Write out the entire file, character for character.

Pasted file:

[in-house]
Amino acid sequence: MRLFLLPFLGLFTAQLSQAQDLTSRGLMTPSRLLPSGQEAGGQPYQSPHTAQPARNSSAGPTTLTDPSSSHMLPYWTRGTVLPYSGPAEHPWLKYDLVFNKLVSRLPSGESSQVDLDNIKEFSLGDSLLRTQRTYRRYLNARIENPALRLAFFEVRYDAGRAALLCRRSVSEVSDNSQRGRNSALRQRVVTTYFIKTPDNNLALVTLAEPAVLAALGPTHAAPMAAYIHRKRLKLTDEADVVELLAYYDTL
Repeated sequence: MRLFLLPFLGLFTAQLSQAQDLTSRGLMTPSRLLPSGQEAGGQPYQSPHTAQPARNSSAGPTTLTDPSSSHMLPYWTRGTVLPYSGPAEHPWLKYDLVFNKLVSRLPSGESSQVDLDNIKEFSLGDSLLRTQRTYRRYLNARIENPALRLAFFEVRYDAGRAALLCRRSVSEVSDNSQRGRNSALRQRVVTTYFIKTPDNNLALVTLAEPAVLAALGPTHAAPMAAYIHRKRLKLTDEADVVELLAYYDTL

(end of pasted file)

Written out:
[in-house]
Amino acid sequence: MRLFLLPFLGLFTAQLSQAQDLTSRGLMTPSRLLPSGQEAGGQPYQSPHTAQPARNSSAGPTTLTDPSSSHMLPYWTRGTVLPYSGPAEHPWLKYDLVFNKLVSRLPSGESSQVDLDNIKEFSLGDSLLRTQRTYRRYLNARIENPALRLAFFEVRYDAGRAALLCRRSVSEVSDNSQRGRNSALRQRVVTTYFIKTPDNNLALVTLAEPAVLAALGPTHAAPMAAYIHRKRLKLTDEADVVELLAYYDTL
Repeated sequence: MRLFLLPFLGLFTAQLSQAQDLTSRGLMTPSRLLPSGQEAGGQPYQSPHTAQPARNSSAGPTTLTDPSSSHMLPYWTRGTVLPYSGPAEHPWLKYDLVFNKLVSRLPSGESSQVDLDNIKEFSLGDSLLRTQRTYRRYLNARIENPALRLAFFEVRYDAGRAALLCRRSVSEVSDNSQRGRNSALRQRVVTTYFIKTPDNNLALVTLAEPAVLAALGPTHAAPMAAYIHRKRLKLTDEADVVELLAYYDTL